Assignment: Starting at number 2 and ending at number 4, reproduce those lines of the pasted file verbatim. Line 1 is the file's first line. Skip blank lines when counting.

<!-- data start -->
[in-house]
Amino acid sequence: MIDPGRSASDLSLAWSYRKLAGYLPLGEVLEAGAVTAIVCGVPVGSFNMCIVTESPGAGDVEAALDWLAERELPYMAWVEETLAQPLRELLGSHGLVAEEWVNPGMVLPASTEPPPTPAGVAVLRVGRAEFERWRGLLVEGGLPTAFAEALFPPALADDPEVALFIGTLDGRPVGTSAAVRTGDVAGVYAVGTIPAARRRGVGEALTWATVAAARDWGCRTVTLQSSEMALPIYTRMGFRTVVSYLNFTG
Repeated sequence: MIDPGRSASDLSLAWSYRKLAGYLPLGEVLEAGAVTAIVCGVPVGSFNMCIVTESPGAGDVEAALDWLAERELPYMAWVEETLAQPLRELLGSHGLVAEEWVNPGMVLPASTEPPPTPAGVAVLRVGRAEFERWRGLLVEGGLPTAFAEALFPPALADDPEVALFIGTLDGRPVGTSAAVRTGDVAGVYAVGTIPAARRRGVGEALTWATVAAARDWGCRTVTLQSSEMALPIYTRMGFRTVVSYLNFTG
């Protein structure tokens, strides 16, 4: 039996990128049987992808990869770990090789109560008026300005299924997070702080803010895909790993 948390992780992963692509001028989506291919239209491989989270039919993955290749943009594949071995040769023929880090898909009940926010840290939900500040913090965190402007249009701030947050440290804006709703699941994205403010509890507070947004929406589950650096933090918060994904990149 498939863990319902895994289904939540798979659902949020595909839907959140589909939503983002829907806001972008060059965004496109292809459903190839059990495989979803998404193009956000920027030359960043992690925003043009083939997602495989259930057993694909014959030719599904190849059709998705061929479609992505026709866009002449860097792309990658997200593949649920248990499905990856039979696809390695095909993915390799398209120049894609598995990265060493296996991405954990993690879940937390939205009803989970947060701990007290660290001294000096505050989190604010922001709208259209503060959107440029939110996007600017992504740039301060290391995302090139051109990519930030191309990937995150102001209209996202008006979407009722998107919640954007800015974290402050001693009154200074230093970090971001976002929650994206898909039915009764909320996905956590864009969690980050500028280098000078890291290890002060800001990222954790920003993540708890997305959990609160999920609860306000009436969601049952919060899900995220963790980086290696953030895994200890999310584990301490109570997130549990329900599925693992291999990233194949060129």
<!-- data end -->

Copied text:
Amino acid sequence: MIDPGRSASDLSLAWSYRKLAGYLPLGEVLEAGAVTAIVCGVPVGSFNMCIVTESPGAGDVEAALDWLAERELPYMAWVEETLAQPLRELLGSHGLVAEEWVNPGMVLPASTEPPPTPAGVAVLRVGRAEFERWRGLLVEGGLPTAFAEALFPPALADDPEVALFIGTLDGRPVGTSAAVRTGDVAGVYAVGTIPAARRRGVGEALTWATVAAARDWGCRTVTLQSSEMALPIYTRMGFRTVVSYLNFTG
Repeated sequence: MIDPGRSASDLSLAWSYRKLAGYLPLGEVLEAGAVTAIVCGVPVGSFNMCIVTESPGAGDVEAALDWLAERELPYMAWVEETLAQPLRELLGSHGLVAEEWVNPGMVLPASTEPPPTPAGVAVLRVGRAEFERWRGLLVEGGLPTAFAEALFPPALADDPEVALFIGTLDGRPVGTSAAVRTGDVAGVYAVGTIPAARRRGVGEALTWATVAAARDWGCRTVTLQSSEMALPIYTRMGFRTVVSYLNFTG
């Protein structure tokens, strides 16, 4: 039996990128049987992808990869770990090789109560008026300005299924997070702080803010895909790993 948390992780992963692509001028989506291919239209491989989270039919993955290749943009594949071995040769023929880090898909009940926010840290939900500040913090965190402007249009701030947050440290804006709703699941994205403010509890507070947004929406589950650096933090918060994904990149 498939863990319902895994289904939540798979659902949020595909839907959140589909939503983002829907806001972008060059965004496109292809459903190839059990495989979803998404193009956000920027030359960043992690925003043009083939997602495989259930057993694909014959030719599904190849059709998705061929479609992505026709866009002449860097792309990658997200593949649920248990499905990856039979696809390695095909993915390799398209120049894609598995990265060493296996991405954990993690879940937390939205009803989970947060701990007290660290001294000096505050989190604010922001709208259209503060959107440029939110996007600017992504740039301060290391995302090139051109990519930030191309990937995150102001209209996202008006979407009722998107919640954007800015974290402050001693009154200074230093970090971001976002929650994206898909039915009764909320996905956590864009969690980050500028280098000078890291290890002060800001990222954790920003993540708890997305959990609160999920609860306000009436969601049952919060899900995220963790980086290696953030895994200890999310584990301490109570997130549990329900599925693992291999990233194949060129």